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Enforcing Engagement Scope


In this step-by-step tutorial, we will go through all the required stages to set up engagement scope enforcement with secureCodeBox. In this example, we are going to set up Amass and Nmap and run a scan with rules set-up so that we don't scan domains which are out-of-scope.


For the sake of the tutorial, we assume that you have your Kubernetes cluster already up and running and that we can work in your default namespace. If not, check out the installation for more information. We also assume that you have the latest version of cascading scans installed.

We will start by installing Amass and Nmap:

helm upgrade --install amass secureCodeBox/amassRelease "amass" does not exist. Installing it now.[...]helm upgrade --install nmap secureCodeBox/nmapRelease "nmap" does not exist. Installing it now.[...]

Start Scan With Scope Limit#

Next, we can start creating our scan definition. Let's assume that we would like amass to scan for subdomains, but we would only like to run nmap on In the example below, we only cascade if our equals {{}}.

apiVersion: ""kind: Scanmetadata:  name: "amass-scan"  annotations: ""spec:  cascades:    scopeLimiter:      allOf:        - key: ""          operator: "In"          values: ["{{}}"]  scanType: "amass"  parameters:    - "-d"    - ""

See the CRD specification for the specific syntax and allowed values.

Running this scan results in the following state:

$ kubectl get scansamass-scan                      amass   Done    65nmap-scan-nmap-hostscan-86f2m   nmap    Done    6$ kubectl get podscascading-scans-amass-scan-8cssx--1-hh2w6                      0/1     Completed   0          2m51scascading-scans-nmap-scan-nmap-hostscan-86f2m-4mljv--1-7zgm2   0/1     Completed   0          2m23sparse-amass-scan-zfhxg--1-shwkj                                0/1     Completed   0          2m54sparse-nmap-scan-nmap-hostscan-86f2m-d6jh6--1-ztgls             0/1     Completed   0          2m26sscan-amass-scan-79h5f--1-vk7v5                                 0/2     Completed   0          4m22sscan-nmap-scan-nmap-hostscan-86f2m-54pkd--1-pfpp6              0/2     Completed   0          2m48s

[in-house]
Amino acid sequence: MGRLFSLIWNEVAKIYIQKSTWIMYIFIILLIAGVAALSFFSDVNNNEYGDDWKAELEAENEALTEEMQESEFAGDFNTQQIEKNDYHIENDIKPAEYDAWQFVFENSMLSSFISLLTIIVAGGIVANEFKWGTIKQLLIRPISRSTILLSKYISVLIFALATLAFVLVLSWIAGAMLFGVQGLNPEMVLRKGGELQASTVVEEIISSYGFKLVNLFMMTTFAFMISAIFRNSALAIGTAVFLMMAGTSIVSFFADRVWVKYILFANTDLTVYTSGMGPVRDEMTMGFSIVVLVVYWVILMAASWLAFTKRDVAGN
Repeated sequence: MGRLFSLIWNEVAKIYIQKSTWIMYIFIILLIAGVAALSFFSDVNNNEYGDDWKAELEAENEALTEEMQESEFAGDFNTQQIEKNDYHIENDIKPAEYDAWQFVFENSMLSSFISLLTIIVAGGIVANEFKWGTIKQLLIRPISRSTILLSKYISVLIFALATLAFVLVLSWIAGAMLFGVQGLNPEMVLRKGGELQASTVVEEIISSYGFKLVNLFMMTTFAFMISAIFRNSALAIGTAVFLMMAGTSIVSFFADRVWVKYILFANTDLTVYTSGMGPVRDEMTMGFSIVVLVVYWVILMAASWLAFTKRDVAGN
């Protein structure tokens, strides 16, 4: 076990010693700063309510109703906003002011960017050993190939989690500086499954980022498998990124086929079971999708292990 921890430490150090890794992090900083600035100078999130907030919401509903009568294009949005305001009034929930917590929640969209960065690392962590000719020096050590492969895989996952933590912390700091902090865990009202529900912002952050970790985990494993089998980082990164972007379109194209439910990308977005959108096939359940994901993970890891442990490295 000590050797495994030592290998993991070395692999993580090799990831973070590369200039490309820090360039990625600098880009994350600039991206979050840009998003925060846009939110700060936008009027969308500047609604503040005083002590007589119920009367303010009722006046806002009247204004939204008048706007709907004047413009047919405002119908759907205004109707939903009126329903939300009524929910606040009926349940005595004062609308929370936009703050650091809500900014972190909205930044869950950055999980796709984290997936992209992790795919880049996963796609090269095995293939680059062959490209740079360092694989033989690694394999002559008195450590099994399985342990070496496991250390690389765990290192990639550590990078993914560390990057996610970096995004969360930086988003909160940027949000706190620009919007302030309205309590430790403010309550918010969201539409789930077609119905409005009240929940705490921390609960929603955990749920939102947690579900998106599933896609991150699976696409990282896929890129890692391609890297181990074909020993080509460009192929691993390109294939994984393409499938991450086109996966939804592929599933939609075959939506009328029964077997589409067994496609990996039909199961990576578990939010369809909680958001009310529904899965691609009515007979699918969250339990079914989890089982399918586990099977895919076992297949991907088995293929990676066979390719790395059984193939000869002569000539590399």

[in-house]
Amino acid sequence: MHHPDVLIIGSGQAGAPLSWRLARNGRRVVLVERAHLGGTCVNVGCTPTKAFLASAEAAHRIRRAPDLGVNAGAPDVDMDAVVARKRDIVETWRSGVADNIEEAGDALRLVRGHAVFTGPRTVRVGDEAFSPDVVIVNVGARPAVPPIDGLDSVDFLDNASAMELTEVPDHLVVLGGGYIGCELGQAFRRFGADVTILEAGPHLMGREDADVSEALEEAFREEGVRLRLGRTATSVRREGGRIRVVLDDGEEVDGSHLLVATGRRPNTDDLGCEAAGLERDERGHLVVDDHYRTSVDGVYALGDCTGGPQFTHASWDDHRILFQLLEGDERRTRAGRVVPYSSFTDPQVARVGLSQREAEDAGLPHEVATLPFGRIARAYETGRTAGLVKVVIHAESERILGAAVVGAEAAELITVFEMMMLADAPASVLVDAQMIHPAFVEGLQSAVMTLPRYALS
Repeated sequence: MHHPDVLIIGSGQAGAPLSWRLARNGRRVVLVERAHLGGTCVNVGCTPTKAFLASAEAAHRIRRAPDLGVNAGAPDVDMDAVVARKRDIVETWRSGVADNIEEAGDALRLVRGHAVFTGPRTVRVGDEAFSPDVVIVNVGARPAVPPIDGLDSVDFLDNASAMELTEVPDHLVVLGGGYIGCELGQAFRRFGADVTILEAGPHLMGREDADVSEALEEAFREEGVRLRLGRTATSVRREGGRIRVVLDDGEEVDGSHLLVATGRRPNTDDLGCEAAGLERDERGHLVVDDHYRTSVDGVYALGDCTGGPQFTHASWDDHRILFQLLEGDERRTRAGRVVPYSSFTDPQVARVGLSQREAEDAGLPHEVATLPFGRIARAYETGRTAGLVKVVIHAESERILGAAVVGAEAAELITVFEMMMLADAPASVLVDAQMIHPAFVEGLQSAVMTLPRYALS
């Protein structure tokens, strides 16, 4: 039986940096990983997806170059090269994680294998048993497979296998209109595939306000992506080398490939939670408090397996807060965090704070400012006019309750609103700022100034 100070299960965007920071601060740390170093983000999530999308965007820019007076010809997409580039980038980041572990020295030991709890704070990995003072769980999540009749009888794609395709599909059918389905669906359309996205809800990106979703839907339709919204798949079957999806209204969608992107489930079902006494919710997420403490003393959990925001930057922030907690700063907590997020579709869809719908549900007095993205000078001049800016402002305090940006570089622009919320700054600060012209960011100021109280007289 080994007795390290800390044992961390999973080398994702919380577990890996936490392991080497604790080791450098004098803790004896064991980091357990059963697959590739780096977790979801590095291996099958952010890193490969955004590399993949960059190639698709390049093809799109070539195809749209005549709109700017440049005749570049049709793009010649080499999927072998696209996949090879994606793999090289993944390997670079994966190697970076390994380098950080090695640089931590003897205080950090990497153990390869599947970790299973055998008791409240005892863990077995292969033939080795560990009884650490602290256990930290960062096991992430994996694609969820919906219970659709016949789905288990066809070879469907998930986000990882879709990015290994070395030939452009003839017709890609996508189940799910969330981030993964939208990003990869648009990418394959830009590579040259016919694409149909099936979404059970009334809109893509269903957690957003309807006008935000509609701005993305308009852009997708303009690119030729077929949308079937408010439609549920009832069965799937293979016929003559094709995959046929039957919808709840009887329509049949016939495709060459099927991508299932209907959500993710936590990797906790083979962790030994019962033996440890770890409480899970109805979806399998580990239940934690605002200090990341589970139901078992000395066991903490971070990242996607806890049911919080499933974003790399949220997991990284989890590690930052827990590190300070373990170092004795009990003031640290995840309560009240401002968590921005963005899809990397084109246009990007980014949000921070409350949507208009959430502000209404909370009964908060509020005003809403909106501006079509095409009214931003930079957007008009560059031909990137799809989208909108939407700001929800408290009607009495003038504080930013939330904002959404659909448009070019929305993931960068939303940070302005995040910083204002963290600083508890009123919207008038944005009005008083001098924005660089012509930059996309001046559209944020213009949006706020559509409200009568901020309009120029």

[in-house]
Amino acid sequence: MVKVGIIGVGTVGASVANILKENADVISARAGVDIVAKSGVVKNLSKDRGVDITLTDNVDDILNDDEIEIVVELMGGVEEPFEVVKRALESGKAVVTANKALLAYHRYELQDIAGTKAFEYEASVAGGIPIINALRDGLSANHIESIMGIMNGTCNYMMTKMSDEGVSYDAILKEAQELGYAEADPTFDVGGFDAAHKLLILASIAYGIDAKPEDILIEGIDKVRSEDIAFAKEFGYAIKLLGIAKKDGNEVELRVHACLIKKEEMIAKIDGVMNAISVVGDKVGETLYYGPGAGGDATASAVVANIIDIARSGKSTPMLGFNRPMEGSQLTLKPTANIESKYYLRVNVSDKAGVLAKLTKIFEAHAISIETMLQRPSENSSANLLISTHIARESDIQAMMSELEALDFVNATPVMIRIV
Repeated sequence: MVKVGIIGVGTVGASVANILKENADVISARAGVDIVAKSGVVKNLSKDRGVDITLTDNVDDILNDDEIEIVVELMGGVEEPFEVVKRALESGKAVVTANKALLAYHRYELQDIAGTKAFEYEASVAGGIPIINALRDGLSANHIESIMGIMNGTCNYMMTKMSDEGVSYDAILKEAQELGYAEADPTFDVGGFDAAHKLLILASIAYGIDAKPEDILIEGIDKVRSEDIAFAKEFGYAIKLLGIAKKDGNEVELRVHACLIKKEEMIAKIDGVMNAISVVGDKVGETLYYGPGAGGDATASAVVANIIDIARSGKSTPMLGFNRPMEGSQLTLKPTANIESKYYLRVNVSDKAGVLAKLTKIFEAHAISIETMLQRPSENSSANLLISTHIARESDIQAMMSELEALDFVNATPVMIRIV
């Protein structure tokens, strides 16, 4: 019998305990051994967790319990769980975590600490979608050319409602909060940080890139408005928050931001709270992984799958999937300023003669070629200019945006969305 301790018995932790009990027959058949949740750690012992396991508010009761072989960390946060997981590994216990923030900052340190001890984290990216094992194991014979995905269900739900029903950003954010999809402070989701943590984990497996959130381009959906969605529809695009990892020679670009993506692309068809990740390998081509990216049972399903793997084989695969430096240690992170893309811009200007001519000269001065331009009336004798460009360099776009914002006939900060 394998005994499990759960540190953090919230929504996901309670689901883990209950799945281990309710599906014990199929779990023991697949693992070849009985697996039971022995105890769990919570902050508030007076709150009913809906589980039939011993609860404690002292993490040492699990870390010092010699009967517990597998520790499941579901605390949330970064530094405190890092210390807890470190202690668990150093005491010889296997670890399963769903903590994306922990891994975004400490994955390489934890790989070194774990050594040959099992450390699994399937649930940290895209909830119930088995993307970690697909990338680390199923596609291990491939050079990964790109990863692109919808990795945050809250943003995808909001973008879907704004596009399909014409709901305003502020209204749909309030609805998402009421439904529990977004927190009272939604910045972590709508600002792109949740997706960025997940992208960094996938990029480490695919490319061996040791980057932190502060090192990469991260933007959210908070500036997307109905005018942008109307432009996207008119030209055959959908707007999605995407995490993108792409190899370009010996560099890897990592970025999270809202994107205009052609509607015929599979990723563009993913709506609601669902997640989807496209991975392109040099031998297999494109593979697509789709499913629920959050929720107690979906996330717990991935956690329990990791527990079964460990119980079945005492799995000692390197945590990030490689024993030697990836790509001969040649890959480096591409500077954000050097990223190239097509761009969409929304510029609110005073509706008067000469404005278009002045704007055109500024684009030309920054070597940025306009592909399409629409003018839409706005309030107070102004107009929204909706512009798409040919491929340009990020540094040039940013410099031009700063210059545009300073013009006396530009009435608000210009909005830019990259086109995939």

As you can see, amass found 65 domain names, but only a single nmap scan was created. In the cascading scans logs, you will see that lots of rules were not triggered as the domain was out of scope.

$ kubectl logs cascading-scans-amass-scan-8cssx--1-hh2w6Starting hook for Scan "amass-scan"Fetched 65 findings from the file storageFetching CascadingScans using LabelSelector: ""Fetched 2 CascadingRulesCascading Rule nmap-hostscan not triggered as scope limiter did not pass[...]

Handle Differences in Finding Formats#

In many cases, you are cascading to more than one scanner. Unfortunately, not every scanner has the same finding format, making a scope as defined above more tricky.

As an example, let's say you want to set up Nikto as a scanner. This scanner cascades on Nmap's open port finding and uses $.hostOrIp to start the scan. In some cases, nmap can return a hostname different to the original hostname, thus with scope rules we want to check for this. Preferably, we would like to use the same rule as above. Unfortunately, nmap gives its hostname in attributes.hostname instead of the defined (Amass finding). This results in the scope rule failing, and prevents Nikto from getting cascaded.

To solve this situation, you have two options:

Option 1: Enable validOnMissingRender#

Enabling this option causes all defined rules which contain unresolved mustache templates to result in true. You can use this if you're sure that Nmap returns the valid hostname.


apiVersion: ""kind: Scanmetadata:  name: "amass-scan"  annotations: ""spec:  cascades:    validOnMissingRender: true    scopeLimiter:      allOf:        - key: ""          operator: "In"          values: ["{{}}"]  scanType: "amass"  parameters:    - "-d"    - ""

Option 2: Create a Hostname Alias for All Deployed Scanners#

A more fool-proof solution is to ensure that the hostname field is available in the same place for each scanner. When deploying your scanner, you can define scopeLimiterAliases.

$ helm upgrade --install amass secureCodeBox/amass \ --set="parser.scopeLimiterAliases.hostname=\{\{\}\}"Release "amass" has been upgraded. Happy Helming![...]$ helm upgrade --install nmap secureCodeBox/nmap \ --set="parser.scopeLimiterAliases.hostname=\{\{attributes.hostname\}\}"Release "nmap" has been upgraded. Happy Helming![...]

The aliases are added to the scanner's parse definition:

apiVersion: ParseDefinitionmetadata:  name: amass-jsonl  namespace: defaultspec:  env: []  image:  imagePullPolicy: IfNotPresent  scopeLimiterAliases:    hostname: "{{}}"  ttlSecondsAfterFinished: null

To use your custom alias, you reference it with $.hostname in scopeLimiter in your scan definition.

scopeLimiter:  allOf:    - key: ""      operator: "In"      values: ["{{$.hostname}}"]

Running this scan inside the cluster runs Amass, Nmap, and Nikto as expected.

$ kubectl get scansNAME                                              TYPE    STATE   FINDINGSamass-scan                                        amass   Done    65nikto-scan-nmap-hostscan-rhhqz-nikto-http-ps8cl   nikto   Done    6nmap-scan-nmap-hostscan-rhhqz                     nmap    Done    6

The scope limiter only applies to cascading scans. If your initial scan is out-of-scope, it will still run.